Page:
Fast Five (2011)

fastfive_2011_poster
Fast Five (2011)
  • Time: 130 min
  • Genre: Action | Crime | Thriller
  • Director: Justin Lin
  • Cast: Vin Diesel, Paul Walker, Dwayne Johnson

Storyline:

Former cop Brian O’Conner partners with ex-con Dom Toretto on the opposite side of the law. Since Brian and Mia Toretto broke Dom out of custody, they’ve blown across many borders to elude authorities. Now backed into a corner in Rio de Janeiro, they must pull one last job in order to gain their freedom.

2 reviews

  • I wasn’t expecting much from this, because once again it’s one of a series… but I was wrong! I liked the first “Fast and Furious”, but afterwards it was getting worse with the second & the third. This one is getting closer to the level of the first movie. Of course it’s very unrealistic, but I guess that’s something you know from the beginning :). My opinion: it’s the best since the original, so thumbs up for director Justin Lin!

  • Usually, the fifth instalment of a long-running franchise is a re-hash of what made the original so popular, becoming increasingly tiresome in the process. 2009’s fourth entry, Fast & Furious, which saw the core cast members return from a two film hiatus, was surprisingly fun, being less about flashy cars, nameless gyrators and the underground world of street racing, and focused more on the ‘family’ of criminals to whom the plot was centred around. Returning director Justin Lin, who has been on board since 2006’s Tokyo Drift, continues this idea and makes a movie more exciting and action-packed than the one’s that came before.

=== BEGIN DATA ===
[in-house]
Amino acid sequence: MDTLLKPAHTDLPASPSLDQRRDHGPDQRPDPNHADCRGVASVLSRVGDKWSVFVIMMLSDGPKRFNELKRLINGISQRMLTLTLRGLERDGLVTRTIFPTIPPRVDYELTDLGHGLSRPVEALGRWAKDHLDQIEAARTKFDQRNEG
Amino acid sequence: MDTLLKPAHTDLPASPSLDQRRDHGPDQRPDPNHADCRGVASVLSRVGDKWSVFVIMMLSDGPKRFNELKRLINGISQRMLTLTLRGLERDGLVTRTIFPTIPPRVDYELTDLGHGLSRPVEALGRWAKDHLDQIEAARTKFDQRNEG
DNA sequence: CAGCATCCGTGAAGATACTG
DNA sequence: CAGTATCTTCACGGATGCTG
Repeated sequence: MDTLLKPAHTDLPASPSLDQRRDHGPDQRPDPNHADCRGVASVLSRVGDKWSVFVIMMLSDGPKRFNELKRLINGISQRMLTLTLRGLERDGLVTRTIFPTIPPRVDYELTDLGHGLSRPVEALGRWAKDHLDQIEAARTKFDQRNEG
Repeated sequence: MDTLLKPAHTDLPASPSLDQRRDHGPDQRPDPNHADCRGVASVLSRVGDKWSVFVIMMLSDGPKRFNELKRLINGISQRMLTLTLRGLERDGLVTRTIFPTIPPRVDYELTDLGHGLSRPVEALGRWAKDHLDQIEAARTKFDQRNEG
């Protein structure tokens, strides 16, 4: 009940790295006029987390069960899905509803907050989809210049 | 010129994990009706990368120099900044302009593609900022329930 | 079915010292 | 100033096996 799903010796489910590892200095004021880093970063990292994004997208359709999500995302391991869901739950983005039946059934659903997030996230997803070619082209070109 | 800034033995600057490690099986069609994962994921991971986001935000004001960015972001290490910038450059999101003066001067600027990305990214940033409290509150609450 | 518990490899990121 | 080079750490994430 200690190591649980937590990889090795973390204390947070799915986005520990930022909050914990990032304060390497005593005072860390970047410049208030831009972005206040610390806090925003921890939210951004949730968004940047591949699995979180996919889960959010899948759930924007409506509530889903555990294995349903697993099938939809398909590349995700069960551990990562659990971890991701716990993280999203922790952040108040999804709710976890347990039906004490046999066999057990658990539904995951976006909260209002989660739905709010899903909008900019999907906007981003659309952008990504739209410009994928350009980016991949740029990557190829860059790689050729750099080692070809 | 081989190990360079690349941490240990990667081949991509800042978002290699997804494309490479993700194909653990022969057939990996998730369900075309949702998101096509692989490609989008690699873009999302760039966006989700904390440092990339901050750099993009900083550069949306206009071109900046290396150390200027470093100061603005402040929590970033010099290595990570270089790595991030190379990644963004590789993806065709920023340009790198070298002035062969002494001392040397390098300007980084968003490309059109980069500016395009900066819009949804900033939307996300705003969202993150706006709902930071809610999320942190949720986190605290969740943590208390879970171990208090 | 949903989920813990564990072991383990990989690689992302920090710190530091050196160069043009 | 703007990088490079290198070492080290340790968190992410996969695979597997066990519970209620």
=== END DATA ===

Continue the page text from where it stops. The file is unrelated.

After rescuing their friend Dominic Toretto (Vin Diesel) from a lengthy jail term, Brian O’Connor (Paul Walker) and his girlfriend Mia (Jordana Brewster) flee to Rio de Janeiro to evade capture. Whilst they await the arrival of Dom, they pull a job with old acquaintance Vince (Matt Schulze), from the first movie, capturing a set of cars seized by the D.E.A. on their way, by train, to the U.S. When they discover that two of their crew are only interested in one car, Dom – who arrives mid-heist – gets Mia to steal it herself and the rest barely escape with their lives. The car turns out to be the property of drug lord Reyes (Joaquim de Almeida), and contains a microchip detailing the whereabouts of his $100 million fortune.

    In an attempt to open the franchise up to a wider audience, Fast Five sees the series change from underground street racing and petty criminality to full-on fisticuff action, bagging a huge ensemble to support it’s aspirations to be a heist movie. And it works. This is still stuff of the cheesiest variety, ignoring the laws of physics and asking us to suspend our beliefs far too often, but the idea of these criminals – who evolve into Robin Hood-types – who help each other like a family is nice. Lin brings back familiar faces Roman (Tyrese Gibson), Tej (Chris ‘Ludacris’ Bridges), Han (Sung Kang), and Gisele (Gal Gadot), but it’s a newcomer that steals the show.

    As Hobbs, the enormous, baby-oiled D.S.S. agent assigned to capture Dom and his crew, Dwayne Johnson proves to be a great addition. With his ridiculous size, he’s a credible threat to the likes of Dom, and their scenes together, including one inevitable smack-down, are laced with testosterone and a bit of humour, two things that Johnson does remarkably well. The main set-piece involves two cars dragging a stolen safe through the city streets, leaving a wave of destruction in their path. It’s a gleefully ridiculous climax, and Lin proves himself wise by using minimal CGI. It doesn’t break any boundaries or offer anything new to the genre, but it’s a satisfying way to spend two hours with your brain on auto pilot mode.

    Rating: 3/5

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